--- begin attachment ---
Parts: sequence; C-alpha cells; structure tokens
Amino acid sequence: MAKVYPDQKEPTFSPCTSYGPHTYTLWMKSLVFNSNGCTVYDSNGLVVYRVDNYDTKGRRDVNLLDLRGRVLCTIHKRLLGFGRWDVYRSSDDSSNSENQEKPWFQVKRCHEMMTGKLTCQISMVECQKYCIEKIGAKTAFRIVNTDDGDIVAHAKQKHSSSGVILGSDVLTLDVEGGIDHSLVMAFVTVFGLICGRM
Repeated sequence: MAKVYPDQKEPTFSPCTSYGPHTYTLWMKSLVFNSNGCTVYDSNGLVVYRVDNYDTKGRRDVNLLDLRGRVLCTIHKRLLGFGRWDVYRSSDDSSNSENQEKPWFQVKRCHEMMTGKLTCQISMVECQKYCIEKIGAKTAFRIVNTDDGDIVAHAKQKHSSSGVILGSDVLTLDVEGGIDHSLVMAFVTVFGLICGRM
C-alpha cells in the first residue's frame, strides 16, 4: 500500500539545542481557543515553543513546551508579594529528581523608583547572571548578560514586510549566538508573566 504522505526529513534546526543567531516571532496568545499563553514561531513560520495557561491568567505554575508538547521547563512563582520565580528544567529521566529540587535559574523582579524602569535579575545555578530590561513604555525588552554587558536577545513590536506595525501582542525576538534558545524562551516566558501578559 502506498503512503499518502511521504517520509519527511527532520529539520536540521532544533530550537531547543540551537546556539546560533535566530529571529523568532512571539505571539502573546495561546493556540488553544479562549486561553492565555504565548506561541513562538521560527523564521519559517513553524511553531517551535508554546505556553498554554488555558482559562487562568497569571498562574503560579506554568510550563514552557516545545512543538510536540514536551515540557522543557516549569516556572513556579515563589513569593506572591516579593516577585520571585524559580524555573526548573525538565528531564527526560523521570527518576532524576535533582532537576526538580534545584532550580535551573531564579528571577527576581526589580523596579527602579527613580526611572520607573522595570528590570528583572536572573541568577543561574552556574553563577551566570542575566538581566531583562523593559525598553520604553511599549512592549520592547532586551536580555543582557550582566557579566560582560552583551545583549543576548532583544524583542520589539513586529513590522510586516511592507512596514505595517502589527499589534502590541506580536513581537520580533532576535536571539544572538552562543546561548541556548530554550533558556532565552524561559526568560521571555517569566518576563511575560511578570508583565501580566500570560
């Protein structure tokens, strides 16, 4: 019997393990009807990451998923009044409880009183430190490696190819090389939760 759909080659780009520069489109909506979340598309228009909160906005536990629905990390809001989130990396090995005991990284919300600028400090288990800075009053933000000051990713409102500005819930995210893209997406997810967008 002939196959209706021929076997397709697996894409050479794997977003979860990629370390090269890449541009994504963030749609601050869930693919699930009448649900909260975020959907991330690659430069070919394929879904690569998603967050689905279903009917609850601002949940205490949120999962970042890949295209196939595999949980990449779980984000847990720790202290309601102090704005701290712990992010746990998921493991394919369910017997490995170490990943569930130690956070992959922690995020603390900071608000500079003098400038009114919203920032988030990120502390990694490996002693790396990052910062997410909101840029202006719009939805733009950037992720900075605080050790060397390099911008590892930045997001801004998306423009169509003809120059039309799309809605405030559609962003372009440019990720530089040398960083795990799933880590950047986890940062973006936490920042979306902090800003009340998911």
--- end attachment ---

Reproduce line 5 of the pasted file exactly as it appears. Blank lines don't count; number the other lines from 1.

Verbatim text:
């Protein structure tokens, strides 16, 4: 019997393990009807990451998923009044409880009183430190490696190819090389939760 759909080659780009520069489109909506979340598309228009909160906005536990629905990390809001989130990396090995005991990284919300600028400090288990800075009053933000000051990713409102500005819930995210893209997406997810967008 002939196959209706021929076997397709697996894409050479794997977003979860990629370390090269890449541009994504963030749609601050869930693919699930009448649900909260975020959907991330690659430069070919394929879904690569998603967050689905279903009917609850601002949940205490949120999962970042890949295209196939595999949980990449779980984000847990720790202290309601102090704005701290712990992010746990998921493991394919369910017997490995170490990943569930130690956070992959922690995020603390900071608000500079003098400038009114919203920032988030990120502390990694490996002693790396990052910062997410909101840029202006719009939805733009950037992720900075605080050790060397390099911008590892930045997001801004998306423009169509003809120059039309799309809605405030559609962003372009440019990720530089040398960083795990799933880590950047986890940062973006936490920042979306902090800003009340998911």